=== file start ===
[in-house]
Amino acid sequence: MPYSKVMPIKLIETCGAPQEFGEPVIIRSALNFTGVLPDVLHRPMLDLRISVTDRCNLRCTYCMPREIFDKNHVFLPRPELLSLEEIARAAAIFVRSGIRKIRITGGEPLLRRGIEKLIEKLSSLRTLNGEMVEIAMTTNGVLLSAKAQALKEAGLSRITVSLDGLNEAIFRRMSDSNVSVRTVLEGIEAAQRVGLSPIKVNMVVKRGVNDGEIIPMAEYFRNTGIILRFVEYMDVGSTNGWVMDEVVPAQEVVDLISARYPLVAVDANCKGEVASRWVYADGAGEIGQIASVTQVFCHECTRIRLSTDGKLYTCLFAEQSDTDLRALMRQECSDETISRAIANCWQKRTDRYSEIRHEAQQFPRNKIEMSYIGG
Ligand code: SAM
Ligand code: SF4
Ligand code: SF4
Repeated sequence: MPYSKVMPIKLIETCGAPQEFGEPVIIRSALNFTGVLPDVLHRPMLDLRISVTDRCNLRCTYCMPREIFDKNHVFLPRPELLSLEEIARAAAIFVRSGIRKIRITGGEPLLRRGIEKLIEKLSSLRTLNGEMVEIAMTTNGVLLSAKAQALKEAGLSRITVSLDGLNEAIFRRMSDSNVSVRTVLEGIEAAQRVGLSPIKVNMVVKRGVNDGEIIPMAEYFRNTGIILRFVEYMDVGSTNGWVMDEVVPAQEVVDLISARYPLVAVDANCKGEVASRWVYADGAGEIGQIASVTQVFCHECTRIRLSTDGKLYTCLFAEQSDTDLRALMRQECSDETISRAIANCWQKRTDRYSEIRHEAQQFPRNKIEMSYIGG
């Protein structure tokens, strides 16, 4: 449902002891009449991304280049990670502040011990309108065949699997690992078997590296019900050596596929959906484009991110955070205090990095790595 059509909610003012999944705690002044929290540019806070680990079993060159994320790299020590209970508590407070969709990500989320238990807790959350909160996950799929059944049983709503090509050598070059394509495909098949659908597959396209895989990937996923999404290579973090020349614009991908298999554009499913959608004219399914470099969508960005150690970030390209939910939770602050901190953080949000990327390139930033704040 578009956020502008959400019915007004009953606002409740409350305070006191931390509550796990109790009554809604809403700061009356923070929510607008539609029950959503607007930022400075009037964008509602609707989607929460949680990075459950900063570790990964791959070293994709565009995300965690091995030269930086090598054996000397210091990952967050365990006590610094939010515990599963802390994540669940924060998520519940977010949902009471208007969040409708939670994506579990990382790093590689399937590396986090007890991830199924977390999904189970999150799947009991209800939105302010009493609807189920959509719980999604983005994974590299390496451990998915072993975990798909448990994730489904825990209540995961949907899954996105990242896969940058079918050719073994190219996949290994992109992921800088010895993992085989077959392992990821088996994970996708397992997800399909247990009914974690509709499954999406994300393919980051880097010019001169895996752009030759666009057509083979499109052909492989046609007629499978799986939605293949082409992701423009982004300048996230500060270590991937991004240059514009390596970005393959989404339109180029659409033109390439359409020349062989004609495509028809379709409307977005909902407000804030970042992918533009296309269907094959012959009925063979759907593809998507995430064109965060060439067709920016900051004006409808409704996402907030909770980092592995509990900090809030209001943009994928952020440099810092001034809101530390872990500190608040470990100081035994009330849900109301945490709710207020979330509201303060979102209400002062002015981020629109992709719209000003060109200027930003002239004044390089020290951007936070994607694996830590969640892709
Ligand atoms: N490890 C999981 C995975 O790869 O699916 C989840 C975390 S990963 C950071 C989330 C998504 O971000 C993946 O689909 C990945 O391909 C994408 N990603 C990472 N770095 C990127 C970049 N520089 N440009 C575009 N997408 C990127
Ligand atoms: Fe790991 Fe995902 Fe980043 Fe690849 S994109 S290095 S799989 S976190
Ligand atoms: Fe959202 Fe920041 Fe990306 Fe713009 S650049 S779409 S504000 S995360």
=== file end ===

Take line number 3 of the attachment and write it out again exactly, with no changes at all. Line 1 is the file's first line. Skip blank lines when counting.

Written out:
Ligand code: SAM